Norwegian Epic

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Norwegian Epic 1.JPG
Norwegian Epic passing Calshot Spit light buoy in the Solent on 24 June 2010, outward bound from Southampton for New York on first transatlantic voyage
Career
Name: F3 I (2008–2010)
Norwegian Epic (2010–present)
Owner: Norwegian Cruise Line
Port of registry: Nassau,  Bahamas
Route: Europe (Roundtrip from Barcelona Since Summer 2011) (Roundtrip from Rome & Marseille as well in Summer 2012)
Caribbean (Roundtrip from Miami Since 2010)
Ordered: 9 September 2006[1]
Builder: STX France Cruise SA, Chantiers de l'Atlantique shipyard, Saint-Nazaire, France
Yard number: C33
Laid down: 19 June 2008[1]
Launched: 10 July 2009[1]
Identification: Call sign: C6XP7
IMO number: 9410569
MMSI number: 311018500
Status: In service
General characteristics [1]
Type: Cruise ship
Tonnage: 155,873 GT
146,495 NT
10,850 DWT
Length: 329.45 m (1,081 ft)
Beam: 40.64 m (133 ft)
Draft: 8.7 m (29 ft)
Depth: 21.6 m (71 ft)
Decks: 19
Installed power: 3 × MaK 16M43 (3 × 15,200 kW)
3 × MaK 12M43 (3 × 11,400 kW)
Propulsion: Diesel-electric; two shafts (2 × 24 MW)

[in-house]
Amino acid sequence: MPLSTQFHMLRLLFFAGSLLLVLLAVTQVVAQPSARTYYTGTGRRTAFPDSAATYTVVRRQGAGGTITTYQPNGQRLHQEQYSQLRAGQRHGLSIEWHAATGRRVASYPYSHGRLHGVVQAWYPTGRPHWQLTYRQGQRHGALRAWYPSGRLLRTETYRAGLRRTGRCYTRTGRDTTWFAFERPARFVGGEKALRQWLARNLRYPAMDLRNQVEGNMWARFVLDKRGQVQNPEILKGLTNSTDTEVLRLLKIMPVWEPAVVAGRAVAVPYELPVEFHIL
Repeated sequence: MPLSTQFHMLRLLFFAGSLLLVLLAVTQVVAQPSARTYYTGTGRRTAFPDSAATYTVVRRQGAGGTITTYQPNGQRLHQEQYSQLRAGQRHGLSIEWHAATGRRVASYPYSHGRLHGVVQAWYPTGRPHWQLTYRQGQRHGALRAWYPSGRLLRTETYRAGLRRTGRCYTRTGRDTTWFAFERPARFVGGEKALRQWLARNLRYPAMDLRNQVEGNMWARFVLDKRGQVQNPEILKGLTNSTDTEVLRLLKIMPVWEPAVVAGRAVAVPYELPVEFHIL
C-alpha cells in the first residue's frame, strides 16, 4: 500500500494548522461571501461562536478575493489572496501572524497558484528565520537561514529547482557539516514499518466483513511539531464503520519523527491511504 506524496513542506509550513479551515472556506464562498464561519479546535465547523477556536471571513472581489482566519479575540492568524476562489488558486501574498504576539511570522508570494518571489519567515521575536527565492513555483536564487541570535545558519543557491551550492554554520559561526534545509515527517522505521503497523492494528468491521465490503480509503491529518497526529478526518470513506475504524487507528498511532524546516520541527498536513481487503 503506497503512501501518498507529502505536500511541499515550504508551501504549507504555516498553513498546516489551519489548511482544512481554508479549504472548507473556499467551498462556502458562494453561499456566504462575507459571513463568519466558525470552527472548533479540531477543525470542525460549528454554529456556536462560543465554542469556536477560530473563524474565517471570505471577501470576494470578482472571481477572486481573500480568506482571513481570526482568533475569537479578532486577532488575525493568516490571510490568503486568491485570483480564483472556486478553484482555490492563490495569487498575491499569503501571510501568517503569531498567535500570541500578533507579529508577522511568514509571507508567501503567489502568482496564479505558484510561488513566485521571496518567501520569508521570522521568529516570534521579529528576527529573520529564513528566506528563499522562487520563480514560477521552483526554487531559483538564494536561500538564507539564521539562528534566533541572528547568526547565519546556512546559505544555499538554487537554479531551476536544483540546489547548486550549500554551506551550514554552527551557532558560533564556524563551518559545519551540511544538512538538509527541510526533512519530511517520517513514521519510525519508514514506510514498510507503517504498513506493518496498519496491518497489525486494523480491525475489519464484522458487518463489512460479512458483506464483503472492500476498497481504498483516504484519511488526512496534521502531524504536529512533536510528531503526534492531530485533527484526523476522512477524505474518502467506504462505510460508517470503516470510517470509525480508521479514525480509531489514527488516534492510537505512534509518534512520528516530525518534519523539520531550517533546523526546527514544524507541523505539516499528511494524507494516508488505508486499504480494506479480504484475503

Wärtsilä fixed-pitch propellers
Four Wärtsilä bow thrusters and two stern thursters
Speed: 22 knots (41 km/h; 25 mph)
Capacity: 4,100 passengers (double occupancy)
Crew: 1,708

Norwegian Epic is a cruise ship of the Norwegian Cruise Line and built under of that line's F3 Project by STX Europe Chantiers de l'Atlantique shipyard in Saint-Nazaire, France.[2] When built it was the third largest cruise ship in the world.

Two ships in this class were ordered by NCL in November 2006, with an option for a third vessel that was not exercised. A dispute between NCL and STX initially resulted in the construction of both ships being placed on hold until a new agreement was reached. That called for completion of the first ship would be completed; the second ship was cancelled in 2008.[3] The sole remaining ship, Norwegian Epic, was delivered to NCL on 17 June 2010.[4]

After completion and acceptance, the Epic sailed on Thursday 24 June 2010 from Southampton to New York, arriving at the latter port on 1 July. It was the largest cruise ship to dock in New York Passenger Ship Terminal.[citation needed]

Overview[edit]

The Norwegian Epic surpasses the Jewel-class as NCL's largest vessel by almost 60,000 GT. Norwegian Epic represents the "third generation" of Freestyle cruising vessels and its size allows NCL to have a ship that is in the "mega-class" of their competitors at Royal Caribbean International and Carnival Cruise Lines, though still 32% smaller by gross tonnage than Royal Caribbean's Oasis of the Seas and Allure of the Seas, the world's largest and longest passenger vessels.[5] The ship has 4100 passenger berths, with all outside cabins having balconies. The Epic introduced 100 square foot interior studio cabins for solo passengers, including a shared "living room" for socializing. NCL had stated that this ship would have 60% more passenger space than their then largest ships.[6]